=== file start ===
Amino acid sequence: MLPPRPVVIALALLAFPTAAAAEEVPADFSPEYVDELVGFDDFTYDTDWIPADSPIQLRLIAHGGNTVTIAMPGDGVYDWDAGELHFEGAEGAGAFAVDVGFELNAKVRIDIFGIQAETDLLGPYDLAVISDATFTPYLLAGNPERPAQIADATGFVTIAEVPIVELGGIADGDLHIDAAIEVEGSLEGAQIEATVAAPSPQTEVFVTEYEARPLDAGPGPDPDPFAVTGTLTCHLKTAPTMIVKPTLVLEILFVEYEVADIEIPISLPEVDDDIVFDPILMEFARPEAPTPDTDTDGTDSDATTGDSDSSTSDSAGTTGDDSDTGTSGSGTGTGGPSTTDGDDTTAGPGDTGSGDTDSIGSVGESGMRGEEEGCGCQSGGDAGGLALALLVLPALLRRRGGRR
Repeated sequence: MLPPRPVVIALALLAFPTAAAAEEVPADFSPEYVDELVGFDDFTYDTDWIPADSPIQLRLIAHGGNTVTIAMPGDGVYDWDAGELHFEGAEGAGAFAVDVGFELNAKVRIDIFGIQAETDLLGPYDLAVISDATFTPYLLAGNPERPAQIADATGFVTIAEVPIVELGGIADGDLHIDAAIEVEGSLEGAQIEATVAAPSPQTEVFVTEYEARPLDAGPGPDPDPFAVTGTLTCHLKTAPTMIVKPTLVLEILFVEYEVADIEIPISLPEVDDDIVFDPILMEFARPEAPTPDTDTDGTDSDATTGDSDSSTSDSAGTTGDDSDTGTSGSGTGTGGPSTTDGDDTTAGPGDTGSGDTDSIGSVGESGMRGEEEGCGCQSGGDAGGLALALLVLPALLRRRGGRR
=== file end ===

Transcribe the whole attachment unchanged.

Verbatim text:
Amino acid sequence: MLPPRPVVIALALLAFPTAAAAEEVPADFSPEYVDELVGFDDFTYDTDWIPADSPIQLRLIAHGGNTVTIAMPGDGVYDWDAGELHFEGAEGAGAFAVDVGFELNAKVRIDIFGIQAETDLLGPYDLAVISDATFTPYLLAGNPERPAQIADATGFVTIAEVPIVELGGIADGDLHIDAAIEVEGSLEGAQIEATVAAPSPQTEVFVTEYEARPLDAGPGPDPDPFAVTGTLTCHLKTAPTMIVKPTLVLEILFVEYEVADIEIPISLPEVDDDIVFDPILMEFARPEAPTPDTDTDGTDSDATTGDSDSSTSDSAGTTGDDSDTGTSGSGTGTGGPSTTDGDDTTAGPGDTGSGDTDSIGSVGESGMRGEEEGCGCQSGGDAGGLALALLVLPALLRRRGGRR
Repeated sequence: MLPPRPVVIALALLAFPTAAAAEEVPADFSPEYVDELVGFDDFTYDTDWIPADSPIQLRLIAHGGNTVTIAMPGDGVYDWDAGELHFEGAEGAGAFAVDVGFELNAKVRIDIFGIQAETDLLGPYDLAVISDATFTPYLLAGNPERPAQIADATGFVTIAEVPIVELGGIADGDLHIDAAIEVEGSLEGAQIEATVAAPSPQTEVFVTEYEARPLDAGPGPDPDPFAVTGTLTCHLKTAPTMIVKPTLVLEILFVEYEVADIEIPISLPEVDDDIVFDPILMEFARPEAPTPDTDTDGTDSDATTGDSDSSTSDSAGTTGDDSDTGTSGSGTGTGGPSTTDGDDTTAGPGDTGSGDTDSIGSVGESGMRGEEEGCGCQSGGDAGGLALALLVLPALLRRRGGRR